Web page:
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      The non-invasive and automated detection of bovine respiratory disease onset in receiver calves using infrared thermography


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          Bovine respiratory disease complex (BRD) causes considerable economic loss and biosecurity cost to the beef industry globally and also results in significant degradation to the welfare of affected animals. The successful treatment of this disease depends on the early, timely and cost effective identification of affected animals. The objective of the present study was to investigate the use of an automated, RFID driven, noninvasive infrared thermography technology to determine BRD in cattle. Sixty-five calves averaging 220 kg were exposed to standard industry practices of transport and auction. The animals were monitored for BRD using conventional biometric signs for clinical scores, core temperatures, haematology, serum cortisol and infrared thermal values over 3 weeks. The data collected demonstrated that true positive animals for BRD based on a gold standard including core temperature, clinical score, white blood cell number and neutrophil/lymphocyte ratio displayed higher peak infrared thermal values of 35.7 ± 0.35 °C compared to true negative animals 34.9 ± 0.22 °C ( P < 0.01). The study also demonstrated that such biometric data can be non-invasively and automatically collected based on a system developed around the animal’s water station. It is concluded that the deployment of such systems in the cattle industry would aid animal managers and practitioners in the identification and management of BRD in cattle populations.

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          Most cited references39

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          The epidemiology of bovine respiratory disease: What is the evidence for predisposing factors?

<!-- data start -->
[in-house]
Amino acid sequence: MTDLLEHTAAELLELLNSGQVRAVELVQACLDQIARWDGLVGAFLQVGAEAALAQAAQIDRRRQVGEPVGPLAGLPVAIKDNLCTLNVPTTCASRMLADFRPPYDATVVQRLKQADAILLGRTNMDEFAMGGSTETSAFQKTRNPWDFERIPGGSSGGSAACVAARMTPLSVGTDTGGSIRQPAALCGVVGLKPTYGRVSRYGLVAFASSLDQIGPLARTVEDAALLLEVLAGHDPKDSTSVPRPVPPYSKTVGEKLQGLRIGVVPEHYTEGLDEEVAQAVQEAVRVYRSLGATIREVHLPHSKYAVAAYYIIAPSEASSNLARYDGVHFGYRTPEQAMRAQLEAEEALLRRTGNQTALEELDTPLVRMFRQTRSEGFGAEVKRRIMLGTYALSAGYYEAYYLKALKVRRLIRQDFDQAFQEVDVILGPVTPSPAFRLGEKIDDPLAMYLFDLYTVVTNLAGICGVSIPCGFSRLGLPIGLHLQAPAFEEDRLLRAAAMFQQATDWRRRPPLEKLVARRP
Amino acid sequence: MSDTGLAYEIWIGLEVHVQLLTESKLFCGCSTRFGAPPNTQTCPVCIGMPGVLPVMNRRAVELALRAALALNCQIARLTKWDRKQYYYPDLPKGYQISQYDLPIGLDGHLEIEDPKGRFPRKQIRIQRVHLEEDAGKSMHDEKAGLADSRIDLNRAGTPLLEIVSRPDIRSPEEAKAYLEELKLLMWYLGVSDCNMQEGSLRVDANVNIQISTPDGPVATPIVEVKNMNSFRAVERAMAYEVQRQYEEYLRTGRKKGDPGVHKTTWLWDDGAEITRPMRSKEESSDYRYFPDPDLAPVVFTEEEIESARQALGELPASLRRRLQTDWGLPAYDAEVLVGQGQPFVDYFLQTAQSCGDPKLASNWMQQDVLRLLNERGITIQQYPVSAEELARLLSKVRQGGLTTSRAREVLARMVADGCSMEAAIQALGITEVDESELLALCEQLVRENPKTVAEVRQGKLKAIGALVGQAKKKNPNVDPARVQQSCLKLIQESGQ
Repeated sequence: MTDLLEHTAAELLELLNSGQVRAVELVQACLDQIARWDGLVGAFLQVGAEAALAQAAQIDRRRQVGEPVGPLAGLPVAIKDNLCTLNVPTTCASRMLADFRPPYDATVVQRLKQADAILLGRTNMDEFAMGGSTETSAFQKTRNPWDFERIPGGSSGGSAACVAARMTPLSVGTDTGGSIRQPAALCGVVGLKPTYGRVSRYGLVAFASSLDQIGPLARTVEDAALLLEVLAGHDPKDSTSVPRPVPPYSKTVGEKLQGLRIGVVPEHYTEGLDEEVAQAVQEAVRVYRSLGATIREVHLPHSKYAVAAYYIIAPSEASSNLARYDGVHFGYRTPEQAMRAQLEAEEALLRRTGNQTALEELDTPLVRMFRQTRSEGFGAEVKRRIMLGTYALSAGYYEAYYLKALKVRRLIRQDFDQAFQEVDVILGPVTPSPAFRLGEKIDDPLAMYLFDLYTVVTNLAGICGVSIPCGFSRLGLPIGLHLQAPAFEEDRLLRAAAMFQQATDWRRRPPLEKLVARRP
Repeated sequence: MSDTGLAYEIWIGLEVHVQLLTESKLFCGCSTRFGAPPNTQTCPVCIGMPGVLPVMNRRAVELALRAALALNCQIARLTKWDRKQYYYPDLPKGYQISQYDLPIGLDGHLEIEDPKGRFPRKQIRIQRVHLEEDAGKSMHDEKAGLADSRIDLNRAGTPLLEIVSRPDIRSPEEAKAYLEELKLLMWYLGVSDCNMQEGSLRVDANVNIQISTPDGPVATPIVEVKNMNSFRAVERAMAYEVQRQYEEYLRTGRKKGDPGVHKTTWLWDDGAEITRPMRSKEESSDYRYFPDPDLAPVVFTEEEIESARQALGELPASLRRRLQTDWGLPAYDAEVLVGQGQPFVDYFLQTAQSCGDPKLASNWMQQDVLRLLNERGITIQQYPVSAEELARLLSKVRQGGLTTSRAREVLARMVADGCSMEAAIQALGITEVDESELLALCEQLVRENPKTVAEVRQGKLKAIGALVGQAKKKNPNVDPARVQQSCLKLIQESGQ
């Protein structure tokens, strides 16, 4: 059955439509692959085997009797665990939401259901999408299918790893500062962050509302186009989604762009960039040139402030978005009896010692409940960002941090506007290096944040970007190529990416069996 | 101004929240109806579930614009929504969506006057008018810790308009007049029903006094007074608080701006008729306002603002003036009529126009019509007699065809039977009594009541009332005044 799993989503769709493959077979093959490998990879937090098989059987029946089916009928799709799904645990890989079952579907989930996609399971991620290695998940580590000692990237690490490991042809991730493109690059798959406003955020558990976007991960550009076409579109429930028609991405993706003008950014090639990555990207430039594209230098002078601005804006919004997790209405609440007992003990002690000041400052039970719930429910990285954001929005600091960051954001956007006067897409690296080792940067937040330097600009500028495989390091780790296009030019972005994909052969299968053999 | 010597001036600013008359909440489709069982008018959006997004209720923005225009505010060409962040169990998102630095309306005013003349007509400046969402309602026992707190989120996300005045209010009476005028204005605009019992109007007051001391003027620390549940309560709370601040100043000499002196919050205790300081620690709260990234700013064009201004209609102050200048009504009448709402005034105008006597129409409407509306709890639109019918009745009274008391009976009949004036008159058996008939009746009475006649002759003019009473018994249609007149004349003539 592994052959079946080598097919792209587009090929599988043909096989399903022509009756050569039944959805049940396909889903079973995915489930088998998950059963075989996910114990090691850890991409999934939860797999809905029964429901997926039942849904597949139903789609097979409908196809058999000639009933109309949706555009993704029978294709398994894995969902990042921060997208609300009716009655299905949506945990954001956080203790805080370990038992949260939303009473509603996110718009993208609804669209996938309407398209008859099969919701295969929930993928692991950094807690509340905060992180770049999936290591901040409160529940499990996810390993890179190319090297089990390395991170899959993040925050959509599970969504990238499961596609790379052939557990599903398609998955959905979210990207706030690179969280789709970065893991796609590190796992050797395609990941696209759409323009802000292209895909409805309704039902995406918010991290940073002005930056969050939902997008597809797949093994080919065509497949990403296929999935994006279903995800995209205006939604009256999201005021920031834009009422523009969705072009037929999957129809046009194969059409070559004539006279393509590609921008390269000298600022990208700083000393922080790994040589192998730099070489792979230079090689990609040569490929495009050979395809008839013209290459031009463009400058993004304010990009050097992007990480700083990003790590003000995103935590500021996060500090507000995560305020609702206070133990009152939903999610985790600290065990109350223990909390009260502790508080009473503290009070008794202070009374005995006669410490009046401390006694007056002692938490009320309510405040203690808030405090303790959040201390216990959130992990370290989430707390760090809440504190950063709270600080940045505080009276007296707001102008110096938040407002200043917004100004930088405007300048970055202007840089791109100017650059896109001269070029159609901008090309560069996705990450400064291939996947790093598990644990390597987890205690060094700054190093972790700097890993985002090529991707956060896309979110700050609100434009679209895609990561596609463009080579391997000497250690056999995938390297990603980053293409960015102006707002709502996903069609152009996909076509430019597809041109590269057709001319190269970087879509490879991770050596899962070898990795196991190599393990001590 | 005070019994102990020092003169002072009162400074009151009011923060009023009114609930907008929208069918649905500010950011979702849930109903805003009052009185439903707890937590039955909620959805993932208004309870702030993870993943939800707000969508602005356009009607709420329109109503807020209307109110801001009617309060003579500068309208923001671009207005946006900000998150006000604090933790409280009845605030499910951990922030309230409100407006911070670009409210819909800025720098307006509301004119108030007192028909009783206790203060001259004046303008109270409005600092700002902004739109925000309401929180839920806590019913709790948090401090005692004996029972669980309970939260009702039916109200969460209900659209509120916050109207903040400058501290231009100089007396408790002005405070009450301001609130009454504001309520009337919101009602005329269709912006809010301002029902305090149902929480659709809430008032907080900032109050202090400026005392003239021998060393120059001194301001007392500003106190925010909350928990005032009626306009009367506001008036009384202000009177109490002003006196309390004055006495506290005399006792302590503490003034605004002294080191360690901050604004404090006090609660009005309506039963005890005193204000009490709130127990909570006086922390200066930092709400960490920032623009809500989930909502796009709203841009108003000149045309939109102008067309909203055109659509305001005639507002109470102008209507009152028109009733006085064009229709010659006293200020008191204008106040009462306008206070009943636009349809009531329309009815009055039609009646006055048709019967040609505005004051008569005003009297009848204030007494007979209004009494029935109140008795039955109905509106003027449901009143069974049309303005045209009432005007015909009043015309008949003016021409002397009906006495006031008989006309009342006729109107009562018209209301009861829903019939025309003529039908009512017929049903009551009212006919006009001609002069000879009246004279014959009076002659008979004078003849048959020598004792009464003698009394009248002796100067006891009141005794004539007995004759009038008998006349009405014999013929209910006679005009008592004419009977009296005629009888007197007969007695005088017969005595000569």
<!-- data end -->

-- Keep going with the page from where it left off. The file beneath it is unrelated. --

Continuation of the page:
Bovine respiratory disease (BRD) is the most costly disease of beef cattle in North America. It is multi-factorial, with a variety of physical and physiological stressors combining to predispose cattle to pneumonia. However, efforts to discern which factors are most important have frequently failed to establish definitive answers. Calves are at highest risk shortly after transport. Risk factors include purchasing from sale barns and commingling. It is unclear whether or not these practices increase susceptibility, increase exposure, or are proxies for poor management. Lighter-weight calves appear to be at greater risk, although this has not been consistent. Persistent infection (PI) with bovine virus diarrhea virus increases BRD occurrence, but it is unclear if PI calves affect other cattle in the feedlot. The complexity of BRD has made it difficult to define involvement of individual factors. Stressors may play a role as "necessary but not sufficient" components, requiring additive effects to cause disease.
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            Bovine respiratory disease in feedlot cattle: environmental, genetic, and economic factors.